Quinn Simmons was quietly hoping to show off his precocious cobbled Classics talents at Paris-Roubaix this Sunday, but the COVID-19 pandemic has cancelled all the spring Classics and forced the junior road race world champion and Trek-Segafredo neo-pro to return to his home in Durango and reset his debut season.
Like all his fellow Classics riders, Simmons can only try to hold onto his base form in the hope that the Spring Classics become Autumn Classics.
“It's really weird for all of us, it's not something that a rider ever really thinks about. You perhaps factor in being injured or something but Paris-Roubaix not happening wasn't even a possibility in people's mind, yet here we are," Simmons tells Cyclingnews during a telephone interview.
“I'd have been the only 18-year-old ever to ride Paris-Roubaix, so it would have been cool. I just hope there will be more chances in the future but for other guys it won’t be easy because they were in the prime of their career. Jasper Stuyven was as having the best year of his career but now can’t show it and we don’t have many times like that. That's hard.
"Of course, we all know that there are bigger things in life, that are very important, especially everyone's health and the impact of the virus. But for us, as pro riders, it's our career, it's our livelihood, so it's been a blow. We're just on standby, waiting to know when we can all race again. Right now, it's about maintaining a base fitness for when we get that okay. We're all just waiting at this point."
Simmons had raced the Opening Weekend in Belgium, helping teammate Jasper Stuyven win Omloop Het Nieuwsblad. A few days later he completed a second recon ride of the Paris-Roubaix cobbled, then suddenly, with the Classics cancelling like dominoes, he jumped on plane with his young brother Colby, who was also in Europe to race with the Lux development team, and returned to the Simmons family home in Durango, Colorado.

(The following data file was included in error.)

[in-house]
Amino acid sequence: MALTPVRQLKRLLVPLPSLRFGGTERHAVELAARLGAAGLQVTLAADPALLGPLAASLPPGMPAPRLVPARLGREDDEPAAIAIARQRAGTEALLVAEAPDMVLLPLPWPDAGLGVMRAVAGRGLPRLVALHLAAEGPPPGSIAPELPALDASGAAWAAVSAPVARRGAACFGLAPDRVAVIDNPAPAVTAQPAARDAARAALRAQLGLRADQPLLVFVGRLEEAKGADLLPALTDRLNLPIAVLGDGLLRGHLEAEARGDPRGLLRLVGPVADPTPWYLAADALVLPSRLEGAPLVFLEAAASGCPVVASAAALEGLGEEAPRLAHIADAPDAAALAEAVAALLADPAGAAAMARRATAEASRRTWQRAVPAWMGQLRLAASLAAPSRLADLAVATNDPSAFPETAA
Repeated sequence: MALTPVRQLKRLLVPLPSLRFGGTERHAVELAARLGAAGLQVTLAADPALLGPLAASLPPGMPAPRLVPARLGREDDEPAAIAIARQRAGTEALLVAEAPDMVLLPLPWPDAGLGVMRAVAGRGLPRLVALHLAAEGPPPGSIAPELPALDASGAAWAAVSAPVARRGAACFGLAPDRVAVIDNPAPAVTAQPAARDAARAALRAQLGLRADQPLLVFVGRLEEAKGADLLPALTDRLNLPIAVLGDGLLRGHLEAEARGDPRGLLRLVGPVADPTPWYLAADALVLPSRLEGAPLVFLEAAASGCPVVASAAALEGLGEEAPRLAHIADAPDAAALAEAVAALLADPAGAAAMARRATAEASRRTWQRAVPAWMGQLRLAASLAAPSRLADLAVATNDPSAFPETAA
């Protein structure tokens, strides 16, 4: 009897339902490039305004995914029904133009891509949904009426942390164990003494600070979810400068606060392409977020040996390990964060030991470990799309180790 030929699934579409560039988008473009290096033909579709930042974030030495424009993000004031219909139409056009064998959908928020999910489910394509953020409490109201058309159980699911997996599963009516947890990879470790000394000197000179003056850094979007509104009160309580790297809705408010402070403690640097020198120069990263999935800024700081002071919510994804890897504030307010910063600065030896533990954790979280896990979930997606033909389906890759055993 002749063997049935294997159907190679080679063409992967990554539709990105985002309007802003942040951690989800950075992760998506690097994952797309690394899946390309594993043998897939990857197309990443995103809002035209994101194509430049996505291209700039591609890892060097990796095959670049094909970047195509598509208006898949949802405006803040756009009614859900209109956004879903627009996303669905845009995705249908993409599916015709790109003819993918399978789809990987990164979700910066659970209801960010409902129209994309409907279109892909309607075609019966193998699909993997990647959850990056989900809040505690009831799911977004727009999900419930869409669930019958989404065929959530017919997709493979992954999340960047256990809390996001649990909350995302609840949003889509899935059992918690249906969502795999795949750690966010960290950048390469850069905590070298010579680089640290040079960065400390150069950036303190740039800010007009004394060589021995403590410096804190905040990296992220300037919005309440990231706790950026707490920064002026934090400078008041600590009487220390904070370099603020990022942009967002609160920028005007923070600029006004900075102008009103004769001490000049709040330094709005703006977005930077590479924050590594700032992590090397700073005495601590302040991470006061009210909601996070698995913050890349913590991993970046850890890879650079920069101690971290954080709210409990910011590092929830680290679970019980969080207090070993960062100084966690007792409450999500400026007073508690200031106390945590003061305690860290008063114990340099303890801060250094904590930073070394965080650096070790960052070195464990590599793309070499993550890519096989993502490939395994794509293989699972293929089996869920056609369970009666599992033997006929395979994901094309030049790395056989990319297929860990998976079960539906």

"It was weird to go from one situation to another. One minute I was focused on the racing and training, the next I was at home and the spring was over," he says.
Simmons enjoyed a few days off the bike, replacing training with some intense hiking and skiing. He has since rolled the clock back and begun his winter base training all over again. Unlike his teammates under strict lockdown in Italy, Spain and France, Simmons is able to train outdoors in the USA.
"I know I'm fortunate to still be able to ride," he says.
"Some people on social media have been grumpy about us riding in the US but we’re being careful and following the rules, just as I was when I went skiing. There's a slight risk but as long as we’re allowed to ride outdoors, I think it's okay. I've got a home trainer and I'm even leading some rides on Zwift but I hope we can keep riding outdoors."
Professional debut with Trek-Segafredo
Time at home in the USA has given Simmons time to look back at his short professional debut with Trek-Segafredo. His audacious solo attack at the World Championships in Yorkshire last
year confirmed the huge talent he had shown in the junior ranks and immediately elevated him among the next generation of riders emerging in the men's pro peloton, alongside Remco Evenepoel (Deceuninck-QuickStep), Pavel Sivakov and Egan Bernal (Team Ineos), Tadej Pogačar and Brandon McNulty (UAE Team Emirates). He is also part of a new generation of young Americans coming through after the black hole caused by Lance Armstrong's doping scandal.
Simmons symbolically wore his junior world champion's rainbow jersey ride during a winter training ride in Mallorca but quickly made the switch to being a young neo-pro who had to learn how to race all over again. Skipping the under-23 ranks has been done before but is risky,
with the demands of the WorldTour potentially often leading to burn-out, unfulfilled promise and short careers.
Simmons is fortunate to be mature beyond his years. He is talented and ambitious but also grounded about what he expects from his teenage years as a professional.
"I don’t think the physical difference between myself and some of the older pros is that different. Anyone who rides their bike a lot can ride their bike hard for six hours," he says.